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Moving into a senior community may be more affordable than you thought.

If you’ve recently gone for a Sunday drive to enjoy the autumn colors, you may have noticed that quite a few senior communities have popped up across the landscape. 

The term “senior community” covers quite a large spectrum. There are places like The Villages in Florida that are for “active” retirees. A resident of the Villages once described it as like being in college, but with a higher quality of alcoholic beverages. At the other end of the spectrum are assisted living facilities for those that need occasional or fulltime care. Places where many go out of necessity, not choice.

So why do people choose to live in senior communities? They could be empty nesters seeking others like themselves. Or maybe upkeep on the house just got to be too much. The bottom line is convenience.

Many seniors appreciate having the amenities of a community while maintaining their independence. I helped move my parents into one six years ago. My father has since passed, but my mother lives there to this day.

Over the years I’ve helped many clients through the process of selling their primary residence and relocating to a senior community. As you’d expect, money is a huge consideration. There’s no sense in even looking at a community if it’s unaffordable. So you have to determine what you can afford.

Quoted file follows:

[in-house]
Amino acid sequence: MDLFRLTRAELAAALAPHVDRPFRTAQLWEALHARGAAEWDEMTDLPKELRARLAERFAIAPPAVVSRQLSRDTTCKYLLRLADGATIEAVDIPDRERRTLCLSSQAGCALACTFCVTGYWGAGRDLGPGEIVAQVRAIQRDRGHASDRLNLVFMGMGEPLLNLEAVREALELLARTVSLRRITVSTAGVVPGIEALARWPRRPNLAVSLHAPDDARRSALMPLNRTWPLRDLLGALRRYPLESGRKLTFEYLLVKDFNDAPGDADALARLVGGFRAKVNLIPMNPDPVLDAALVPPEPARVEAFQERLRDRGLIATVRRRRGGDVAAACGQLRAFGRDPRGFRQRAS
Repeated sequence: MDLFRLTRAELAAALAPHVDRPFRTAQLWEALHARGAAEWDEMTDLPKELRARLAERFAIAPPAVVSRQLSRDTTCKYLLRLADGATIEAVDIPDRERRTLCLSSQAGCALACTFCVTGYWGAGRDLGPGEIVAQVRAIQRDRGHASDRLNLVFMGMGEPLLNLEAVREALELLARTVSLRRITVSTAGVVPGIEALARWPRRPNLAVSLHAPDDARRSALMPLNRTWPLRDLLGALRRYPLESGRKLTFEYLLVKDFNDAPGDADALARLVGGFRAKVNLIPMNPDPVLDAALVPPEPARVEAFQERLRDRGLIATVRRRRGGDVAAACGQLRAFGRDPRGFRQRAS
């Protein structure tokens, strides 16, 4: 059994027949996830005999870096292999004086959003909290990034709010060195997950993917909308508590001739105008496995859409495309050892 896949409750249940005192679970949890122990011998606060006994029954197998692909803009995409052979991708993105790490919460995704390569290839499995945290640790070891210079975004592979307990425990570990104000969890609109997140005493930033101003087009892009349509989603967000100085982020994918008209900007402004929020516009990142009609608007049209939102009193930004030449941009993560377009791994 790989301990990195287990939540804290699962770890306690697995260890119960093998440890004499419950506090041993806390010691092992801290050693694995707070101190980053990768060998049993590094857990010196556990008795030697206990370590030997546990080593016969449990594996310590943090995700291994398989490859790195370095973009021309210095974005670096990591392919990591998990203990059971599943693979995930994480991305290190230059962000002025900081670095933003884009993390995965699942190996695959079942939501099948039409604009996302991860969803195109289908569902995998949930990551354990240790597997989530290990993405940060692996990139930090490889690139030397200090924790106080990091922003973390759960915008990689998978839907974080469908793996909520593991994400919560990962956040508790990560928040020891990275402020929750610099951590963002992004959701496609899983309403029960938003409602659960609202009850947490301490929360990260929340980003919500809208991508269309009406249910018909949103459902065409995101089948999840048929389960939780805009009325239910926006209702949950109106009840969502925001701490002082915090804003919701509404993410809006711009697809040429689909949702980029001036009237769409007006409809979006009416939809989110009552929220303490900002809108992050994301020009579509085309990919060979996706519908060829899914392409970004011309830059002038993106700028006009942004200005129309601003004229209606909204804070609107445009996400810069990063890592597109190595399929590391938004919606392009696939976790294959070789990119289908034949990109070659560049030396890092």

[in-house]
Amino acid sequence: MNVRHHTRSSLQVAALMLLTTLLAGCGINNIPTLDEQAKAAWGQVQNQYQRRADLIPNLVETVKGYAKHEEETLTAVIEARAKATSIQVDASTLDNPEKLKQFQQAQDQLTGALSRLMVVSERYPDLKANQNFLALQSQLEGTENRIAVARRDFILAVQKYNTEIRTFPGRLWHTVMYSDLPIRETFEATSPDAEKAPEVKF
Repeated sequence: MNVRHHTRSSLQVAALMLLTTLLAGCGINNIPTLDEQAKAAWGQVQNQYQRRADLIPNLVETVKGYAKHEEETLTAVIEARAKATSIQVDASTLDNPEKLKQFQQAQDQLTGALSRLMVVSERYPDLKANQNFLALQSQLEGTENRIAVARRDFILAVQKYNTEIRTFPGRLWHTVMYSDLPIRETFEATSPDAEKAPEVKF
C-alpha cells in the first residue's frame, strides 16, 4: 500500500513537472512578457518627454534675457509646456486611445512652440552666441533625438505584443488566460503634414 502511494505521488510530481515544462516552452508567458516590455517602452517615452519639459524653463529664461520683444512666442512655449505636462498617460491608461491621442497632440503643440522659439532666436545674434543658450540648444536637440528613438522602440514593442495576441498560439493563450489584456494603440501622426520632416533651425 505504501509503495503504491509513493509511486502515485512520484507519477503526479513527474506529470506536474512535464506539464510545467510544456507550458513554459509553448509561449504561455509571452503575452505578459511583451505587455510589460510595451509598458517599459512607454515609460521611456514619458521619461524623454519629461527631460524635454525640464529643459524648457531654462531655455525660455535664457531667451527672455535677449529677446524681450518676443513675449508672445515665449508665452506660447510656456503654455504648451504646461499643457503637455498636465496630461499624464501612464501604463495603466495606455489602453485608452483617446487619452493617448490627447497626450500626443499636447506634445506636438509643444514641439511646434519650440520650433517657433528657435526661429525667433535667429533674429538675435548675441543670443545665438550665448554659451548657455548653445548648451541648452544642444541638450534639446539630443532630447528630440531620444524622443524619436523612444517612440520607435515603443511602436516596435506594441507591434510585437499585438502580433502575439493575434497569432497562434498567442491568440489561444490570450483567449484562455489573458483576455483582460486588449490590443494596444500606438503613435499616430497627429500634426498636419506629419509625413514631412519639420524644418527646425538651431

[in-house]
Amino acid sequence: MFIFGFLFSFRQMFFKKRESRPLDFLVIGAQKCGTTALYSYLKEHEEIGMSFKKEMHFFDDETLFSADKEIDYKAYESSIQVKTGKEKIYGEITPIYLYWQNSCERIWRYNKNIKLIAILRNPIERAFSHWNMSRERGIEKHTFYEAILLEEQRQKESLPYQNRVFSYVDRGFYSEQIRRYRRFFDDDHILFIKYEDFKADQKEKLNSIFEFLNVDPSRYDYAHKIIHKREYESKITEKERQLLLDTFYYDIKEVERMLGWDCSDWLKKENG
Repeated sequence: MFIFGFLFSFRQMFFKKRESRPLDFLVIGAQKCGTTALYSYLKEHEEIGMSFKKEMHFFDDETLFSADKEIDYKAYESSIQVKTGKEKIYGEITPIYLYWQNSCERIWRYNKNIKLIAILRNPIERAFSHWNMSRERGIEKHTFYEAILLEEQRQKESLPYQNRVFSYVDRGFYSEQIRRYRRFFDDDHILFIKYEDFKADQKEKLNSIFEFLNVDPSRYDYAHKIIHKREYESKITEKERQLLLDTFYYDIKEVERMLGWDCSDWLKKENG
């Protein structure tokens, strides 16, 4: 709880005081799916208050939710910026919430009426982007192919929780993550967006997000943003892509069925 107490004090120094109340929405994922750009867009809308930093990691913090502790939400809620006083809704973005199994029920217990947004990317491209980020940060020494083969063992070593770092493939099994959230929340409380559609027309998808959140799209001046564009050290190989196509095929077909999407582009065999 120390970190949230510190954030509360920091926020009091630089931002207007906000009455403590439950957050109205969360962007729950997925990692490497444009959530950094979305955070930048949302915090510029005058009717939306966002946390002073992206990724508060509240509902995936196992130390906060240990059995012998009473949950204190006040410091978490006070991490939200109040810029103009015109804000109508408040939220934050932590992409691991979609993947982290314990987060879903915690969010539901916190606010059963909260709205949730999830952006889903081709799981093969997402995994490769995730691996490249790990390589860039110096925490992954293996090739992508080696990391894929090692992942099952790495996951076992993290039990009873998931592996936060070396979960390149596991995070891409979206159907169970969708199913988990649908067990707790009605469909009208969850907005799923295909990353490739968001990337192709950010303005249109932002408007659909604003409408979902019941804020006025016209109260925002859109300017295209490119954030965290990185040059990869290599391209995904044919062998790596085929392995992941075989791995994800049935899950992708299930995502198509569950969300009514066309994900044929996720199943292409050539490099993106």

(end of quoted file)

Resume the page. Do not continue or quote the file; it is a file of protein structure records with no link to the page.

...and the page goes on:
In addition to a monthly fee, some communities require that you purchase your unit with the stipulation that a significant percentage is returned to you or your heirs when you leave the community. For example, if you paid $100,000 you might only get back $90,000 when you left or died.

I’ve found this process to be somewhat confusing. When you’re gone, someone else could move in, but your heirs may need to wait until the company has the cash to distribute that $90,000. In other words, if there’s a significant buy-in with a buy-out at the end, you and your heirs need to understand exactly how the distribution process works.

Cash flow is also an affordability factor. Let’s say you’ll need $5,000 per month. How does that compare to your current monthly output?  It’s only the difference that you have to make up; you’re not going from $0 to $5,000. So you need to start by looking at your monthly cost of living.

Suppose that it currently costs you $3,000 per month. How much of that will continue and how much will go away when you relocate? Well, you’ll no longer have to cut checks for lawn services or snow removal. And your property tax will disappear when your house is sold.

So maybe you can cut $500 off the $3,000 and bring your monthly tab down to $2,500. Even so, that $5,000 per month projection may seem quite large. But remember, your lifestyle is not going from $0 to $5,000 per month. You’re projecting it to go from $2,500 to $5,000.

As an advisor, I need to help you see if the additional $2500 per month is attainable. Can you afford the additional $30,000 per year from your investments and the proceeds from the sale of your residence?

Selecting a retirement community can be difficult, but if you crunch the numbers carefully I’m confident you’ll make the right choice.